(June 28, 1949 – August 7, 2017)
Slugging outfielder and 1979 American League MVP, Don Baylor passed away today from multiple myeloma, a form of cancer of plasma cells. Baylor his 338 home runs in his career, was an All-Star in 1979, and won the World Series with the Minnesota Twins in 1987. He presided over the Boston Red Sox’s kangaroo court, and fined Roger Clemens $5 for giving up a single to Spike Owen on an 0-2 count during his 20-strikeout game in 1986. He was also the Colorado Rockies’ first manager.
We mourn the loss of former Oriole Don Baylor. Our thoughts are with his family. pic.twitter.com/ewkdpEDAmA
— Baltimore Orioles (@Orioles) August 7, 2017
Few have worn the Angels uniform with greater pride, loyalty and commitment and few have made a greater impact. RIP Groove. pic.twitter.com/MiwKw2Hkql
— Angels (@Angels) August 7, 2017
We are deeply saddened by the passing of former Yankee Don Baylor. He was a great man & we send our thoughts to his family & friends. pic.twitter.com/3t3UavXPs8
— New York Yankees (@Yankees) August 7, 2017
We're deeply saddened by the passing of Don Baylor, a beloved member of the '86 Red Sox. Our thoughts & prayers are with his family. pic.twitter.com/NmWT9qq9Db
— Red Sox (@RedSox) August 7, 2017
Sending love to the Baylor family today. RIP Don. pic.twitter.com/sXpafJ9L86
— Minnesota Twins (@Twins) August 7, 2017
Very sad to hear about the passing of my former teammate and friend Don Baylor. RIP 🙏
— Bert Blyleven (@BertBlyleven28) August 7, 2017
Very sad last few days as baseball loses 2 strong leaders of the past, Darren Daulton & Don Baylor. Two old school tough baseball players.
— Ken Singleton (@29alltime) August 7, 2017
— Dave Winfield (@DaveWinfieldHOF) August 7, 2017
We are deeply saddened by the passing of original Colorado Rockies Manager Don Baylor. pic.twitter.com/hYo61JP1sF
— Colorado Rockies (@Rockies) August 7, 2017
The #Cubs mourn the passing of former manager Don Baylor.
We send our condolences to his family and friends. pic.twitter.com/LJCwJVRD7O
— Chicago Cubs (@Cubs) August 7, 2017
— Arizona Diamondbacks (@Dbacks) August 7, 2017
— Jim Abbott (@jabbottum31) August 7, 2017
— Vladimir Guerrero (@VladGuerrero27) August 7, 2017
— Dontrelle Willis (@DTrainMLB) August 7, 2017
Don Baylor was a great coach, manager, player, mentor, and friend. Above all he was a tremendous human being. Rest easy "Groove".
— Raúl Ibañez (@RaulIbanezMLB) August 7, 2017
Thoughts and prayers go out to the Baylor family. Rest easy Groove!
— C.J. Cron (@CCron24) August 8, 2017
He always gave me confidence after a rough one,always ready to laugh, a great coach,a great friend,with both love and sadness RIP Don Baylor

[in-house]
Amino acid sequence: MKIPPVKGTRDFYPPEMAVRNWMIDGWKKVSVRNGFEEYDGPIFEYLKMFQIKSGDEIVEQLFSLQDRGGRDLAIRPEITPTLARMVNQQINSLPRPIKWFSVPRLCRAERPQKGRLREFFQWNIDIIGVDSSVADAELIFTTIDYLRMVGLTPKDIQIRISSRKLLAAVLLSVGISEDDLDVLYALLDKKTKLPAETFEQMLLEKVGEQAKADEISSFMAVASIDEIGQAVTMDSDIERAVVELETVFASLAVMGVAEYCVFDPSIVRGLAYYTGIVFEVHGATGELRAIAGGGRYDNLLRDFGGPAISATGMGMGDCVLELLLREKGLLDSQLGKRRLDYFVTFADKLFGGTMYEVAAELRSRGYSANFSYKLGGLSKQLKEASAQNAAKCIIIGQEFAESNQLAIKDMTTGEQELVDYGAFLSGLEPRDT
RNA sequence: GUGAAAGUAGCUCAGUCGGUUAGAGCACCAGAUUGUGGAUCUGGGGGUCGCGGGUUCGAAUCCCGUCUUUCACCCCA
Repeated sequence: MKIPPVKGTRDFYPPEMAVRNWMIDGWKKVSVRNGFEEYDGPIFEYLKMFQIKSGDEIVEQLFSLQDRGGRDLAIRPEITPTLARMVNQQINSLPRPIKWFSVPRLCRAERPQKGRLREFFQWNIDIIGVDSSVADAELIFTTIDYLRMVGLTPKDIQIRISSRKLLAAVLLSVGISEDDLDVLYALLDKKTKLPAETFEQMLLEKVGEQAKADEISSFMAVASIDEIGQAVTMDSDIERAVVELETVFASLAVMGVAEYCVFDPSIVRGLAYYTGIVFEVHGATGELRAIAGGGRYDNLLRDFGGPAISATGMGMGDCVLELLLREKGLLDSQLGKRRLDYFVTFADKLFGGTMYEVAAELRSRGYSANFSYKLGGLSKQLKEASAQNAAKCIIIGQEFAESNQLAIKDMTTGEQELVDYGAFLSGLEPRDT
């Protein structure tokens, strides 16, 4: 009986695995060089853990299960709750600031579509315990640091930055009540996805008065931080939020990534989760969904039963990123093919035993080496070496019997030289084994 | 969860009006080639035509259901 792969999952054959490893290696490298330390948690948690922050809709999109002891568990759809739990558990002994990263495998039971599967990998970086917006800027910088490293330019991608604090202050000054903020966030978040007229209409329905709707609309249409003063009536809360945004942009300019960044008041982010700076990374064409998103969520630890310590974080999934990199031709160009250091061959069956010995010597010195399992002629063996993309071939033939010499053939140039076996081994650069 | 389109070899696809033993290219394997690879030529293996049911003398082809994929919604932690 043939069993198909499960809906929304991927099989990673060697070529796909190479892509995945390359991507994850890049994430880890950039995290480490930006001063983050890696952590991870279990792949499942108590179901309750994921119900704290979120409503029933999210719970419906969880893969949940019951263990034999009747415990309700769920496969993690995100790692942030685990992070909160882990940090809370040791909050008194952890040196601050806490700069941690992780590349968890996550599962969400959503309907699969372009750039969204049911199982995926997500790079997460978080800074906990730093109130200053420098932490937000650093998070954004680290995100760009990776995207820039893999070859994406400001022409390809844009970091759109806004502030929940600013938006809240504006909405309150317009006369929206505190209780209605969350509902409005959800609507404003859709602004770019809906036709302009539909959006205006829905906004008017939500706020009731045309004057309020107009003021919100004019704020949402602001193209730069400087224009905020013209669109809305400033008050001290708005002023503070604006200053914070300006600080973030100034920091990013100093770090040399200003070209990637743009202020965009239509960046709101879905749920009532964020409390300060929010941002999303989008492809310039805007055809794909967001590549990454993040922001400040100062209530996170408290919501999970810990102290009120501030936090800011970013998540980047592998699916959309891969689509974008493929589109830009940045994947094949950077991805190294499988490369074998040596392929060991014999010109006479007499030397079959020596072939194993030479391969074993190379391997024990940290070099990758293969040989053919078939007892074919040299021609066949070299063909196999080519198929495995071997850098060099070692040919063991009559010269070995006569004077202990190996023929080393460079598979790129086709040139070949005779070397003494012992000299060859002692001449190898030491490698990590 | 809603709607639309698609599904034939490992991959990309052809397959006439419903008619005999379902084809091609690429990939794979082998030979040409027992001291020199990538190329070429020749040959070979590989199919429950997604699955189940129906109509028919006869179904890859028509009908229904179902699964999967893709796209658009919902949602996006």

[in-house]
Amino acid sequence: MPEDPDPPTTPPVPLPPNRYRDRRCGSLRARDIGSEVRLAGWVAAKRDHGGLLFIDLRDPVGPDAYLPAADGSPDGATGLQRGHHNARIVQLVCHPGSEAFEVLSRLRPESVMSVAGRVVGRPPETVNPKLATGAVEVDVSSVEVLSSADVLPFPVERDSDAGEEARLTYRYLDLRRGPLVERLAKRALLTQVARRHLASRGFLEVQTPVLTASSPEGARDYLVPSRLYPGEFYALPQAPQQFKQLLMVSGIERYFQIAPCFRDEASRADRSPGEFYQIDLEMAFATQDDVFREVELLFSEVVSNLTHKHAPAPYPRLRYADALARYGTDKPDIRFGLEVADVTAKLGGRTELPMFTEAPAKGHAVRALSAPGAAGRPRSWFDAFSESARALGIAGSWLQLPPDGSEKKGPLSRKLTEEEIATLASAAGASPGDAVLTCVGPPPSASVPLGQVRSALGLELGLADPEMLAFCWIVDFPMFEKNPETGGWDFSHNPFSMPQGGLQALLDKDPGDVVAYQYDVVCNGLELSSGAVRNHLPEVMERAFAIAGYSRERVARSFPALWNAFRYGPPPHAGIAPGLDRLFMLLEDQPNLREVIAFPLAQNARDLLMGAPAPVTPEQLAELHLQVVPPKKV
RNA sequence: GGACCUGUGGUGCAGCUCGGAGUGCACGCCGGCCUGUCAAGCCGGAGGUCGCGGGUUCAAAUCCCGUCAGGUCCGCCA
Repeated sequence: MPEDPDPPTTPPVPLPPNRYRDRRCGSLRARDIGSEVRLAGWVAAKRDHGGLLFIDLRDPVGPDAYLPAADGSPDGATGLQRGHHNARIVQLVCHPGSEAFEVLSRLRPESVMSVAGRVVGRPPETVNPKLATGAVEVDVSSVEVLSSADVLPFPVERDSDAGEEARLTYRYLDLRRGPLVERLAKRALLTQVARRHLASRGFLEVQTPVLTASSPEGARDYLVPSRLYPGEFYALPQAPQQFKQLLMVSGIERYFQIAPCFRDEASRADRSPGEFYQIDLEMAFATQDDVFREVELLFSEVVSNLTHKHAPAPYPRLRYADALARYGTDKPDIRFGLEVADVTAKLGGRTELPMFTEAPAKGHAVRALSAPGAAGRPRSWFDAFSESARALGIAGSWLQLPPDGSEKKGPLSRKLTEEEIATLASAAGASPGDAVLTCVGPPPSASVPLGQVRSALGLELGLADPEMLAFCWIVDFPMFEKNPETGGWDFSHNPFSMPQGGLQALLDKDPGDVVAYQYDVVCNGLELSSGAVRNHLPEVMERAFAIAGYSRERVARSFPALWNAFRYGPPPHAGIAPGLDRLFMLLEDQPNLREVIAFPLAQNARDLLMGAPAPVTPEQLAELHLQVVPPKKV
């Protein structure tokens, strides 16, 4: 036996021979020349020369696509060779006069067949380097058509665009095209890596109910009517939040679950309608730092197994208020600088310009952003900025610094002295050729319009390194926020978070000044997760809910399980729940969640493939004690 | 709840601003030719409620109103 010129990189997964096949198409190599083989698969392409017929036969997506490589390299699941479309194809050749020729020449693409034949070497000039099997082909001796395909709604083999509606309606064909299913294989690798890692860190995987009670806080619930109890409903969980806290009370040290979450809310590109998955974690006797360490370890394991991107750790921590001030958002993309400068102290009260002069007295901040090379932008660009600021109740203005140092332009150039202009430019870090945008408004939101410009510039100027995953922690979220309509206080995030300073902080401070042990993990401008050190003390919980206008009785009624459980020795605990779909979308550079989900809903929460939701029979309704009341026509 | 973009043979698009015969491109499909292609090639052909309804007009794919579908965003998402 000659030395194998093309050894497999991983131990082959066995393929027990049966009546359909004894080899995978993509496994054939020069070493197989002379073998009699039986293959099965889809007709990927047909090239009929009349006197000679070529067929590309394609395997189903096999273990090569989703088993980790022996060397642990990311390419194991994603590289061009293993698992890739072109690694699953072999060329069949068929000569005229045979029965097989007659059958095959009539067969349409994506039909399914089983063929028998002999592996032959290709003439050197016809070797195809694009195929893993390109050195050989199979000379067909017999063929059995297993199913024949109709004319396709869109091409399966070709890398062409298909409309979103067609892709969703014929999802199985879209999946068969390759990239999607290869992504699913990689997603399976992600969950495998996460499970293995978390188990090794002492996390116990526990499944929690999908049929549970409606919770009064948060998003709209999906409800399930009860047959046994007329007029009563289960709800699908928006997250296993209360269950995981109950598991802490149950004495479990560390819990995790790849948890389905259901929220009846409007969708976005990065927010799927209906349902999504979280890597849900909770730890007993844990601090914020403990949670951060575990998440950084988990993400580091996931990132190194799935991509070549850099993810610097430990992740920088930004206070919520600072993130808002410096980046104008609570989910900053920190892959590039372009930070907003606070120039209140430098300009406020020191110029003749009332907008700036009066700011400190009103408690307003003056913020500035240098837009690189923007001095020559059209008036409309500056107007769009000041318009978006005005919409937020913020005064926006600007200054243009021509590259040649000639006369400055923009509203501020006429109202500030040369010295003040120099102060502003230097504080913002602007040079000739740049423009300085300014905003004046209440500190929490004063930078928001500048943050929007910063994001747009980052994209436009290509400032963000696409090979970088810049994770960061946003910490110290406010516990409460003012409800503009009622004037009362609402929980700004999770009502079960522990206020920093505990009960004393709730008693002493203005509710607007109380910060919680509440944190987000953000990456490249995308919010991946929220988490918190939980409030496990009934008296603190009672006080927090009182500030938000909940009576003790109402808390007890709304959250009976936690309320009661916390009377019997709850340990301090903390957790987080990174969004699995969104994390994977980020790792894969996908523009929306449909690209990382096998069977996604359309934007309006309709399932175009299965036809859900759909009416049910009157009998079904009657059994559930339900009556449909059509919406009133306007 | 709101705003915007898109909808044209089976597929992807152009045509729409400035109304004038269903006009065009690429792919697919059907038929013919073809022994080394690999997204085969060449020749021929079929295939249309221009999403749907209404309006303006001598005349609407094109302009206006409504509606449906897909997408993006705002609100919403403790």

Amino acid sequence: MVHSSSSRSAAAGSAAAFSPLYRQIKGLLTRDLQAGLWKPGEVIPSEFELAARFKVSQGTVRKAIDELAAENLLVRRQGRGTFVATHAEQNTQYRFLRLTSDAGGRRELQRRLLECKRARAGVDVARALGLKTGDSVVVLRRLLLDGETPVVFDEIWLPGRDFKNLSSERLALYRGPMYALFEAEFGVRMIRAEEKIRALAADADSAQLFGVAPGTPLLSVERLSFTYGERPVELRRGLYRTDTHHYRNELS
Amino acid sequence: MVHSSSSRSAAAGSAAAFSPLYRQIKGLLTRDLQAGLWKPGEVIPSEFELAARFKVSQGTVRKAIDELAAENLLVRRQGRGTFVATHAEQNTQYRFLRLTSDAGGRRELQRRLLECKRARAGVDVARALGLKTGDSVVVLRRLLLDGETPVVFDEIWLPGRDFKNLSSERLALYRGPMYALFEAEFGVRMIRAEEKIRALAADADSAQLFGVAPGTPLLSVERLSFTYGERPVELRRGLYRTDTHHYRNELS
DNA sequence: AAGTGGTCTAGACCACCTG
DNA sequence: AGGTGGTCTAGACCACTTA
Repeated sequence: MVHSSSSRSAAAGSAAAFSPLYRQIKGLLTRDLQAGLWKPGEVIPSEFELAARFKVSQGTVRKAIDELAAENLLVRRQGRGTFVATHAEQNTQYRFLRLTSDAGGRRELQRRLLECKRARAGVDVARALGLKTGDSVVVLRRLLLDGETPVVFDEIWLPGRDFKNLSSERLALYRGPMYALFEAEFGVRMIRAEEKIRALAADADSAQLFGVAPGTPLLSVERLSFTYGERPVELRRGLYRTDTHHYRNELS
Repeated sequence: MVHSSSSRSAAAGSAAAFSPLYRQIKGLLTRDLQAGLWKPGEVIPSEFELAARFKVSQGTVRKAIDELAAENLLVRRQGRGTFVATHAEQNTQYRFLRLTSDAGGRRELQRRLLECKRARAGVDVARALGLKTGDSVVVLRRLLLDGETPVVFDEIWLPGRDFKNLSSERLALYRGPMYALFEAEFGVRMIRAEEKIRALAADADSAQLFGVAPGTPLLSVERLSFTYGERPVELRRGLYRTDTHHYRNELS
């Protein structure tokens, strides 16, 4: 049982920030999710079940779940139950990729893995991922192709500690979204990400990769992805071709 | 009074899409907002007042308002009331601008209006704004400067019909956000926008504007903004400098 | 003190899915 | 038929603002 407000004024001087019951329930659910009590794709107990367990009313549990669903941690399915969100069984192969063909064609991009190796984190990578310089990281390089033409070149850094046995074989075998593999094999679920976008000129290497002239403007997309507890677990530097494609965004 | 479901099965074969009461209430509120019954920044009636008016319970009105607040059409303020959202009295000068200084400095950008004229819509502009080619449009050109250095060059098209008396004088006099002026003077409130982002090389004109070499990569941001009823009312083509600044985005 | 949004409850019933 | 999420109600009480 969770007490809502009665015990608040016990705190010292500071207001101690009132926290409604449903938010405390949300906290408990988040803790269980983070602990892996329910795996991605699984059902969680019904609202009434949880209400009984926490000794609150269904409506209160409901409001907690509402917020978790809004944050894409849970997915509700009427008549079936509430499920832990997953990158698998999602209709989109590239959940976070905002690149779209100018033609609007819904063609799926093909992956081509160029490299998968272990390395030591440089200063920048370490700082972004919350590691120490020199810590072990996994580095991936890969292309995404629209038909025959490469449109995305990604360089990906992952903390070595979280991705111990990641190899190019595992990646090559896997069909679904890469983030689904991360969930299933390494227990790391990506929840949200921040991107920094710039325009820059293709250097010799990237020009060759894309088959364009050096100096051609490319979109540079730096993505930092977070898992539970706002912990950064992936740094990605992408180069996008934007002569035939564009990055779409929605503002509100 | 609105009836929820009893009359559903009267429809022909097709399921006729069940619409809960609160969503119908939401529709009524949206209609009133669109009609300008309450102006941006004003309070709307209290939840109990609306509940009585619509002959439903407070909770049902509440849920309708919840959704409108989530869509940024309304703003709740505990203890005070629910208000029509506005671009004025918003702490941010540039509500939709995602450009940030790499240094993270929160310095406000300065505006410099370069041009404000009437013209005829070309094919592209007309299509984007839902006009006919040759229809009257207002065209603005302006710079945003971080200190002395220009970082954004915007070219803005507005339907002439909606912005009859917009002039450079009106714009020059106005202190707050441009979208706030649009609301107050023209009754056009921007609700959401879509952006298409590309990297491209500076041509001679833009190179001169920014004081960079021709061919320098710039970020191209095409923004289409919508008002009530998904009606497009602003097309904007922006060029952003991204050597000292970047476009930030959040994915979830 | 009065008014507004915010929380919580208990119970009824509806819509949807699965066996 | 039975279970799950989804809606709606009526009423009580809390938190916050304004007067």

— Huston Street (@HustonStreet) August 7, 2017
Regardless of your personal opinion of the New York Yankees, there can be no denying the rich history of one of baseball’s most storied franchises. In The New York Times Story of the Yankees 1903-Present, nearly 400 articles are presented for the reader to peruse, covering many of the most famous names in baseball history. Tales of their accomplishments on and off the diamond, battles with health, battles with each other, good times and bad times are all presented to present a baseball yet human narrative.
Major events such as Babe Ruth’s 60-homer season, Joe DiMaggio’s 56-game hitting streak, Don Larsen’s perfect game in the World Series, Billy Martin’s hiring and firing and hiring and firing ad nauseam can be found within these pages. Tributes to the greats like Ruth, Lou Gehrig, and Casey Stengel at their passing are present. The reprinted articles span from September 1902 through December 2016, presenting as full a picture as a 542-page book will allow.
The casual baseball fan will recognize many of the stories presented here, and it is certainly interesting to read them in the context of when they happened, rather than decades later. The evolution of newspaper reporting and use of language is also clearly seen. For instance, an article from 1910 reporting Willie Keeler’s retirement called him “the most scientific of batsmen.” Such a turn of phrase may have sounded clever in the early twentieth century, but now seems quaint and antiquated.
The New York Times Story of the Yankees 1903-Present is a highly recommended anthology for fan of baseball’s history, especially the history of the New York Yankees.
I have been sitting on this post for absolutely no reason other than laziness. I bought a handful of fifty-cent packs when I was in Orlando at the beginning of the month, and scanned a handful of them, even uploaded the scans, but just haven’t been motivated to post them. I have nothing else planned for today, so let’s see what I got…
First up is Eric Davis from the 1987 Fleer Star Stickers set. These cards are very similar to the 1986 set, but with a green border instead of maroon. Either way, the border clashes with the red jersey.
The 1988 Fleer Star Stickers went with a gray border sprinkled with colorful stars. This Don Mattingly is the best card I pulled from that pack.
Back to 1987, and a pair of Reds in a pack: the best centerfielder and the best relief pitcher of the second half of the decade. John Franco is criminally underrated.
I bought a couple of packs of 1990 Donruss. Don’t look at me like that. I did not have any Grand Slammers cards, and I wanted a couple. I pulled the Todd Benzinger from one pack, and Will Clark from another. If I had found another pack with Bo Jackson on top, I would have bought that one too.